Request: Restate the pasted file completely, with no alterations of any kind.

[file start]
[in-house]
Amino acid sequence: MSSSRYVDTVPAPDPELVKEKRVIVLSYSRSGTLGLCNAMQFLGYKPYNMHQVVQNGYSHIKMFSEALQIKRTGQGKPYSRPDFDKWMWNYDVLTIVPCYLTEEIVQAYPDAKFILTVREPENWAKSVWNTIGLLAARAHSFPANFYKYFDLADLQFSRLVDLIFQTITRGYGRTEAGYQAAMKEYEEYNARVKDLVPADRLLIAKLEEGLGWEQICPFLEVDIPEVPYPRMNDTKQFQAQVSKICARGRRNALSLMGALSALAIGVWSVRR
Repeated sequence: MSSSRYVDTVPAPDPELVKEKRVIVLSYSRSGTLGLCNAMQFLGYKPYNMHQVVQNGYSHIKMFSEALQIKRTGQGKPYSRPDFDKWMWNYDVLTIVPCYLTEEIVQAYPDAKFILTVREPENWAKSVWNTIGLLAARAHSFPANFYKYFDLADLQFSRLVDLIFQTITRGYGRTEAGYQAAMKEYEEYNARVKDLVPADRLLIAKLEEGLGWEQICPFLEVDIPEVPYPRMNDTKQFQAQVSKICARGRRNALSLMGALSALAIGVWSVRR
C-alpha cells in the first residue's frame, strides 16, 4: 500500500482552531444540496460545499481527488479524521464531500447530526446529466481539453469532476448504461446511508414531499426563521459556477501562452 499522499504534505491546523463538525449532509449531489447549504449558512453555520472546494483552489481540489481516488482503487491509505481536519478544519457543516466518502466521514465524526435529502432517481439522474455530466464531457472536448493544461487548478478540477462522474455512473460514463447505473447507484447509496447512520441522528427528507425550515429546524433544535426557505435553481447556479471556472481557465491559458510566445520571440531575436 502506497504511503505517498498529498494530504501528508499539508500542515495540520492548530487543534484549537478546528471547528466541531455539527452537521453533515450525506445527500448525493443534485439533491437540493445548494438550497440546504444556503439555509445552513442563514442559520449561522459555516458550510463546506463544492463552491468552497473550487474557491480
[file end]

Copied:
[in-house]
Amino acid sequence: MSSSRYVDTVPAPDPELVKEKRVIVLSYSRSGTLGLCNAMQFLGYKPYNMHQVVQNGYSHIKMFSEALQIKRTGQGKPYSRPDFDKWMWNYDVLTIVPCYLTEEIVQAYPDAKFILTVREPENWAKSVWNTIGLLAARAHSFPANFYKYFDLADLQFSRLVDLIFQTITRGYGRTEAGYQAAMKEYEEYNARVKDLVPADRLLIAKLEEGLGWEQICPFLEVDIPEVPYPRMNDTKQFQAQVSKICARGRRNALSLMGALSALAIGVWSVRR
Repeated sequence: MSSSRYVDTVPAPDPELVKEKRVIVLSYSRSGTLGLCNAMQFLGYKPYNMHQVVQNGYSHIKMFSEALQIKRTGQGKPYSRPDFDKWMWNYDVLTIVPCYLTEEIVQAYPDAKFILTVREPENWAKSVWNTIGLLAARAHSFPANFYKYFDLADLQFSRLVDLIFQTITRGYGRTEAGYQAAMKEYEEYNARVKDLVPADRLLIAKLEEGLGWEQICPFLEVDIPEVPYPRMNDTKQFQAQVSKICARGRRNALSLMGALSALAIGVWSVRR
C-alpha cells in the first residue's frame, strides 16, 4: 500500500482552531444540496460545499481527488479524521464531500447530526446529466481539453469532476448504461446511508414531499426563521459556477501562452 499522499504534505491546523463538525449532509449531489447549504449558512453555520472546494483552489481540489481516488482503487491509505481536519478544519457543516466518502466521514465524526435529502432517481439522474455530466464531457472536448493544461487548478478540477462522474455512473460514463447505473447507484447509496447512520441522528427528507425550515429546524433544535426557505435553481447556479471556472481557465491559458510566445520571440531575436 502506497504511503505517498498529498494530504501528508499539508500542515495540520492548530487543534484549537478546528471547528466541531455539527452537521453533515450525506445527500448525493443534485439533491437540493445548494438550497440546504444556503439555509445552513442563514442559520449561522459555516458550510463546506463544492463552491468552497473550487474557491480